When I was putting audio into 10 Seconds in 10 Seconds, I found it annoying that certain sounds would only play partially. This was happening because the sounds in question were being played by objects that existed for a very short amount of time.
When a GameObject gets destroyed, it’s AudioSource also gets destroyed. If that AudioSource was playing a sound, it will stop immediately when destroyed.
The usual solution to this problem would be to create a new GameObject just to play the sound you want and destroy it when done playing. There are a few problems with this solution:
- It’s creating and deallocating objects too often, which can cause memory fragmentation.
- From my experience, it’s not flexible because I could only get it to work if I made a different prefab for every sound to play.
- Implementing sound effects in this matter might confuse other programmers who are expecting a call to play audio as opposed to a call to instantiate a prefab.
What I wanted to do in for audio playback in Unity was to play sounds in multiple channels in the same way an audio work station used mixer software to mix audio from multiple channels. The bad news: Unity does not give you this kind of control (directly anyway). The good news, Unity can mix audio together, as long as they are being played from multiple instances of AudioSource.
With this in mind, I wanted to make a mixer that can be called from anywhere to play sound to a specific channel. The idea is you can make a call to this audio mixer to play a sound in a specific channel and label the sound as a specific audio type. The audio types would include sound, music, jingle, and voice. I also wanted playback controls based on a specific channel, all channels, or channels label with a specific audio type.
After messing around for a few days, I would like to present the AudioMixer. It’s a Unity script that allows mixing of sound in multiple channels. This can be very useful for playing reoccurring sounds, loop music, or other audio tasks.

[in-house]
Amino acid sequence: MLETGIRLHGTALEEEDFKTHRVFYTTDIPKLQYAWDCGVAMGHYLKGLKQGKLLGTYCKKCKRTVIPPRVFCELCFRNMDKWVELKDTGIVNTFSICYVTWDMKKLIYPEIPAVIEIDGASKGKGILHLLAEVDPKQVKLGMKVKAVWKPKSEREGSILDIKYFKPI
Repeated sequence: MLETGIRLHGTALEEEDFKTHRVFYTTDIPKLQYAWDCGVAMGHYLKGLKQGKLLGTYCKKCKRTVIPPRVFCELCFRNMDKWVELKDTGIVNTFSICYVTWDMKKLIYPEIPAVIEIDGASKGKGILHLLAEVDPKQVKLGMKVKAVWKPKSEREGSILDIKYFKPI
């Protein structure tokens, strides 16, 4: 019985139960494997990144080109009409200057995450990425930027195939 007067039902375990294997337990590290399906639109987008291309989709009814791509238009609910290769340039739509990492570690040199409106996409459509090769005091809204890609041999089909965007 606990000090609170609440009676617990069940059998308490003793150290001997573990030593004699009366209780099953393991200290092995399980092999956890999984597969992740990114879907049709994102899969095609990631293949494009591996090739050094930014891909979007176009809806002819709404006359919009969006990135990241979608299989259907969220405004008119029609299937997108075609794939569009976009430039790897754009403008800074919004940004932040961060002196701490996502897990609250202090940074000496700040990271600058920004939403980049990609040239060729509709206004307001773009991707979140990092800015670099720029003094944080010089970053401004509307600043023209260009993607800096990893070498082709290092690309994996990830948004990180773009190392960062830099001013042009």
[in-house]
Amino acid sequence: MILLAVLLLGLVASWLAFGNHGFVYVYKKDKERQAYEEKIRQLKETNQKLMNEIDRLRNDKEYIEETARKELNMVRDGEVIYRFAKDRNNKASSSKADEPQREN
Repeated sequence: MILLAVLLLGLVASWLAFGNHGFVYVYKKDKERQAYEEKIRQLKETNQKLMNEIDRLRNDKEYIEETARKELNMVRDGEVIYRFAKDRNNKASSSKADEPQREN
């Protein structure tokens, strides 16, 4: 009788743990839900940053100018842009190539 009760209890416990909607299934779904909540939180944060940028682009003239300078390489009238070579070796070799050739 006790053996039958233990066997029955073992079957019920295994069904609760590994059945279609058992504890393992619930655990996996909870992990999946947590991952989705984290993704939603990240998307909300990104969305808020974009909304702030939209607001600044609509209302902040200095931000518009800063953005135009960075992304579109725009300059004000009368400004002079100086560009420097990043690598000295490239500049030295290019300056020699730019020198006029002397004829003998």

You can read about the AudioMixer on the AudioMixer page, or you can go straight to Github and get it. Documentation and instructions on how to use AudioMixer are provided on Github.
[This is a cross post from the Fortress Fiasco blog.]
While importing audio into the game, I came across an annoyance. Since Radioactive Lollipop weren’t using 3D sounds in Fortress Fiasco, I had to convert all audio to 2D sounds by unchecking “3D Sound” in the inspector. This is not too big of a deal with small sound effects, but with large music files, Unity ‘re-imports’ the audio file and can take a little while.
So if you’re making a game with Unity and for the most part your sounds will be 2D or you don’t want to waste time converting music to 2D, use this C# script. For it to work, you must name the script “Force2DSound” and put it in the Editor folder. If you don’t have an Editor folder, you’ll have to make one under the Assets folder (so it would be
"/Assets/Editor/Force2DSound.cs"). The script looks like this:
public class Force2DSound : AssetPostprocessor
public void OnPreprocessAudio()
AudioImporter ai = assetImporter as AudioImporter;
ai.threeD = false;
After making this script, just import some audio into the project. It should have “3D Sound” unchecked automatically. Enjoy.
[Update] It seems that if by chance you wanted a 3D sound and you checked “3D Sound” in the Inspector, it will enforce 2D sound. So now I only recommend you use this script if you only want 2D sounds. Delete this script once you want 3D sounds.
[Update 2] IMPORTANT: It seems this script doesn’t work properly in Unity 4.2. The imported sounds are labeled as not being 3D but when loaded into an AudioSource, it thinks they are 3D and plays them as 3D. I would NOT use this script anymore.
[Update 3] Changed
OnPreprocessAudio() and removed the AudioSource parameter. Works again, but you will still need to delete this script if you want 3D sounds in your game.